As a father now, I definitely have a different view on what can and should be put out there. I understand both ends of it now. For example, I feel like everything with weed on it has been done to death. To the point of, who gives a fuck? That’s the kind of mentality the skateboard community kinda got into, it was just, how can we be more outrageous? But nothing is really outrageous anymore…I still get a kick out of putting beer and cigarettes and stuff on boards, but not to the point where every board is covered in pot plants and stuff like that.
Drugs have always been prevalent in professional skateboarding to some degree. As someone that has been skating over 30 years, was there a point when you ever fell into that lifestyle?
I partied most of my skateboarding career, mostly drinking, to the point of over consumption of alcohol. Anything stupid I’ve ever done or any major trouble I’ve ever been in is due to alcohol consumption. I’ve been fortunate enough where I get to party when I want to, and I can stop when I want to. The unfortunate part is when you can drink a lot like I can, just because you don’t feel addicted, doesn’t mean it’s not damaging your body and brain.
I’ve been skateboarding for a long time, they have always gone hand in hand. The only difference is, back in the 70s and 80s, the media didn’t promote it through the magazine. Of course, it went on behind the scenes. That’s what I feel the most disappointed about in skateboarding – the fact that the media has allowed themselves to carry on so much promoting the skaters being hammered. I’m all down for acid trips at Street League, that’s awesome. I’m all down for the Piss Drunx and all those guys partying. Those guys are rad. But just showcasing it all day long, I think that’s definitely damaging to a lot of young kids. That’s not to say I’m an old man and everyone doesn’t have a choice. Everyone does have a choice, but maybe it could be toned down a little bit.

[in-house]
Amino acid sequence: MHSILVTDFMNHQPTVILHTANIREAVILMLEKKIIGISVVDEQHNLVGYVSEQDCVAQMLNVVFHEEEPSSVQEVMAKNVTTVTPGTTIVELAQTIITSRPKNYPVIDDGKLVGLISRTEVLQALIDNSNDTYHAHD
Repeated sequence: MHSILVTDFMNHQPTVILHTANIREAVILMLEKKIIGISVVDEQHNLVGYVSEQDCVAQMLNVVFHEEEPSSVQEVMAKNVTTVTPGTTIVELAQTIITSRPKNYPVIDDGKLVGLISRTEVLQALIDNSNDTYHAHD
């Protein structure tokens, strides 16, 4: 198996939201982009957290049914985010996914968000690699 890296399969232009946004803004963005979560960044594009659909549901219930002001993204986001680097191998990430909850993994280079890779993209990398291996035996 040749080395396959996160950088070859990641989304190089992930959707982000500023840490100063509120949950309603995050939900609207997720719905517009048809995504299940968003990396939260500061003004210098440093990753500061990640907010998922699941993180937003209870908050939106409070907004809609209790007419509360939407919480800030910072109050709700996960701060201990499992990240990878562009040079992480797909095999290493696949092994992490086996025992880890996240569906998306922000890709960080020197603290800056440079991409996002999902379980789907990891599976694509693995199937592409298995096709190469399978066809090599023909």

”That’s what I feel the most disappointed about in skateboarding – the fact that the media has allowed themselves to carry on so much promoting the skaters being hammered”
Perfect example, growing up in the 70s, you would see Duane Peters winning a contest, pictures of him being rad with the big punk haircut. There wasn’t a picture of him slamming beers or a mention of him in the gossip column about how fucked up he was, but you knew it. As you got older, you learned and found out by being at the right or wrong places at the time, that’s how your learned about those things. There’s nothing sacred anymore when it comes to finding yourself through experimentation. It’s all mapped out for you. And now people are making their own videos and trying to push it to be more extreme. Like, “Hey, here we are throwing up. Here we are shitting our pants. Here we are smoking more weed than you can ever fucking imagine.”
Yeah everyone has to one up the guy in the video..
Yeah, not only do they want to out smoke them, they want to out smoke them on video. Drop 3 hits of acid, take 4 bong rips, down a bottle of tequila and then film it and try to skate! [laughs] I have seen that slowing down quite a bit though, guys like Andrew Reynolds who have reeled it back. I’d like to see even more guys speak up, but no one wants to be the preacher, you know? But at the same time it would be nice to know that some of these guys who have such an influence could actually help influence the kids in the other direction than the one they led them down.
How much money were you making back when you were an active pro skater in the 80s?
I was a pro skater, but I wasn’t a top guy at all, you know? But, I did all my own artwork and my boards happened to be one of the the top selling boards – the little guy busting out of the bars which I drew. I was getting $2 royalties and making anywhere from $15,000 to $16,000 a month. That’s just off of that one board and that one small royalty. That’s the most I ever made in skateboarding. Now imagine the Vision business structure at that time. You have my board, Mark Gonzales’ board, which sold way more than mine, John Grigley’s board, Gator’s board, which probably sold more than all of them. Vision must have been making millions.
”I was getting $2 royalties and making anywhere from $15,000 to $16,000 a month”
Are you bummed seeing all these non-popsicle boards becoming so popular? Seeing brands like Welcome really taking off when you have been making different shapes forever?
I’m stoked for those guys and it’s awesome. Just because we made shapes for a long time doesn’t mean we fuckin’ invented it. I’m stoked, and it feels good to know that I’ve always supported that market. I think Welcome’s great. They’ve helped to bring awareness to Black Label’s shaped boards too!
Back in the day, you couldn’t give away a board for free over 8 inches wide. Everything was from 7.5 to 7.75, and we would have an 8.25 board and that was considered “Old school hardcore!” The demand for other shapes says to me that kids are tired of having the same fuckin’ set up as their friend, you know what I mean?